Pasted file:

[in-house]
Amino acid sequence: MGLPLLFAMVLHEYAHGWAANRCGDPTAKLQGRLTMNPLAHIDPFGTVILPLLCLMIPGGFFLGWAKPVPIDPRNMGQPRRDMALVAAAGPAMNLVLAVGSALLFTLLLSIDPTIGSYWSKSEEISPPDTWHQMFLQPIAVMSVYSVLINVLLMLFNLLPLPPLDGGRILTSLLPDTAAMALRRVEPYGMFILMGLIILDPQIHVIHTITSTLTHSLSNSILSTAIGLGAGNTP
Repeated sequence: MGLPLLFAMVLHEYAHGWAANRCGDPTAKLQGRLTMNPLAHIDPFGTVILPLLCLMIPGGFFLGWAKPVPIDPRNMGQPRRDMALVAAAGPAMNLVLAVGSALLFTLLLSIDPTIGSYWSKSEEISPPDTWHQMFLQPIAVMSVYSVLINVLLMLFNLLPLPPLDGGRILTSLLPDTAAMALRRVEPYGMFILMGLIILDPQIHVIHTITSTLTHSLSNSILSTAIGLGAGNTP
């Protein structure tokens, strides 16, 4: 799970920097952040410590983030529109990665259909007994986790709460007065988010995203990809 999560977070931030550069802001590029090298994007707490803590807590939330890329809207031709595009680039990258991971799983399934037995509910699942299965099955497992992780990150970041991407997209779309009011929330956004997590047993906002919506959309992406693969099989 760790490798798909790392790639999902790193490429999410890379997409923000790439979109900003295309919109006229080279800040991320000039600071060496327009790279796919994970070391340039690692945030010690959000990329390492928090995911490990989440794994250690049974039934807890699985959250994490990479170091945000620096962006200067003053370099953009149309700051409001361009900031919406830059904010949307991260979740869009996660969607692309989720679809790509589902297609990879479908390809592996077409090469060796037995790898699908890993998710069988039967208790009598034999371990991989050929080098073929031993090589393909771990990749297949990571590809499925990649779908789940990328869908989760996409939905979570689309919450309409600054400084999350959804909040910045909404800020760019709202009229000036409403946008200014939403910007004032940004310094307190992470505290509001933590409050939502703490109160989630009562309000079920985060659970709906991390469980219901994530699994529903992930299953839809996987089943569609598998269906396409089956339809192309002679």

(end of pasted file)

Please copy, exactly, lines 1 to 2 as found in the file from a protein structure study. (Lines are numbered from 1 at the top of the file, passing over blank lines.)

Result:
[in-house]
Amino acid sequence: MGLPLLFAMVLHEYAHGWAANRCGDPTAKLQGRLTMNPLAHIDPFGTVILPLLCLMIPGGFFLGWAKPVPIDPRNMGQPRRDMALVAAAGPAMNLVLAVGSALLFTLLLSIDPTIGSYWSKSEEISPPDTWHQMFLQPIAVMSVYSVLINVLLMLFNLLPLPPLDGGRILTSLLPDTAAMALRRVEPYGMFILMGLIILDPQIHVIHTITSTLTHSLSNSILSTAIGLGAGNTP